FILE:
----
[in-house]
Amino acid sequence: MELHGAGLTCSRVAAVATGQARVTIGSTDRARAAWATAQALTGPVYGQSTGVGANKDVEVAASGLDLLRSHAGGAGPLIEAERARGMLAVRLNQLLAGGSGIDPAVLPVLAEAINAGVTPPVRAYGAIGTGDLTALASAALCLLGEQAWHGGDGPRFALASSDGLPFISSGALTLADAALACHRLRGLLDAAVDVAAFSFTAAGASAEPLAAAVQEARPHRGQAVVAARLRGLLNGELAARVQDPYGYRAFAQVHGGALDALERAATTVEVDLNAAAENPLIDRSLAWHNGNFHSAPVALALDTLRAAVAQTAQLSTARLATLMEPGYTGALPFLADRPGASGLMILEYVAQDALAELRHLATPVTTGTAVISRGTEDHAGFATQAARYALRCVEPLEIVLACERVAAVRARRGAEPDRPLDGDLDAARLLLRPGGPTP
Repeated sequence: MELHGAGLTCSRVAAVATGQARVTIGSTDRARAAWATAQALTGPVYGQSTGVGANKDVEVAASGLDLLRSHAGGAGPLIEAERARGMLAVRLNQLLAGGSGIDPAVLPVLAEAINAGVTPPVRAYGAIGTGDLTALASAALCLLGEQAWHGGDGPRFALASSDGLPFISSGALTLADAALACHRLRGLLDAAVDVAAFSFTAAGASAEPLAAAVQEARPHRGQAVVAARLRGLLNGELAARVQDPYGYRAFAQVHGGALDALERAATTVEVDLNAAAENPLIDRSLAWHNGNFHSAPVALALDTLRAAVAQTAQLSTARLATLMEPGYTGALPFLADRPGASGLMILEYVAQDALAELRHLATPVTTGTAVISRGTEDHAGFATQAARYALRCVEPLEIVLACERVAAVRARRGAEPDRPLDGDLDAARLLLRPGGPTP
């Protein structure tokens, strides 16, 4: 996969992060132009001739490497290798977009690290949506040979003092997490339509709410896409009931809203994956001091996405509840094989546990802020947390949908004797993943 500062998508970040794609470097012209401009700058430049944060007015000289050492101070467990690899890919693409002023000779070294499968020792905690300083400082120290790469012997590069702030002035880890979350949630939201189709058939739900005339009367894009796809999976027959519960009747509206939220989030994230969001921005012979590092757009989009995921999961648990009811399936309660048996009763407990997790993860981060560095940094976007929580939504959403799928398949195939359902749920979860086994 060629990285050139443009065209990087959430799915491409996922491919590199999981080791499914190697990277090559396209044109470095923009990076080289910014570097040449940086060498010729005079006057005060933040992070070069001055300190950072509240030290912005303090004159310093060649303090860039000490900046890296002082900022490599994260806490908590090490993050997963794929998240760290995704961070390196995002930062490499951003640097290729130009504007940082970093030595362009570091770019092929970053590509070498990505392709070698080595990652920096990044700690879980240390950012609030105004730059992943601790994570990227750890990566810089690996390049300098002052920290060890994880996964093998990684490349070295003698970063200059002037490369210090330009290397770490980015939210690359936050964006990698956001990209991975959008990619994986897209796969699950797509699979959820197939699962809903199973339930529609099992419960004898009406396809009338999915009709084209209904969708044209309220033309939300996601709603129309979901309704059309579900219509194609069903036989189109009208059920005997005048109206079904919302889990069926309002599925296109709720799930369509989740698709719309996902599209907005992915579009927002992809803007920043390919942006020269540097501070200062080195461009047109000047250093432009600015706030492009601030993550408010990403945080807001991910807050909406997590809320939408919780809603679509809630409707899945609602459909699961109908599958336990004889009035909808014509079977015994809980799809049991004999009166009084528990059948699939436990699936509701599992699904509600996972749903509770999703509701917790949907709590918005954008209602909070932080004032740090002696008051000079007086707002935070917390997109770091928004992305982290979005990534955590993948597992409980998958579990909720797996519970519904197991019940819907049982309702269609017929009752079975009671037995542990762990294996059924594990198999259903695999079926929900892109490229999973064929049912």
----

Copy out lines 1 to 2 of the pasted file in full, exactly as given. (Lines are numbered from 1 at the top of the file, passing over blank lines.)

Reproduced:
[in-house]
Amino acid sequence: MELHGAGLTCSRVAAVATGQARVTIGSTDRARAAWATAQALTGPVYGQSTGVGANKDVEVAASGLDLLRSHAGGAGPLIEAERARGMLAVRLNQLLAGGSGIDPAVLPVLAEAINAGVTPPVRAYGAIGTGDLTALASAALCLLGEQAWHGGDGPRFALASSDGLPFISSGALTLADAALACHRLRGLLDAAVDVAAFSFTAAGASAEPLAAAVQEARPHRGQAVVAARLRGLLNGELAARVQDPYGYRAFAQVHGGALDALERAATTVEVDLNAAAENPLIDRSLAWHNGNFHSAPVALALDTLRAAVAQTAQLSTARLATLMEPGYTGALPFLADRPGASGLMILEYVAQDALAELRHLATPVTTGTAVISRGTEDHAGFATQAARYALRCVEPLEIVLACERVAAVRARRGAEPDRPLDGDLDAARLLLRPGGPTP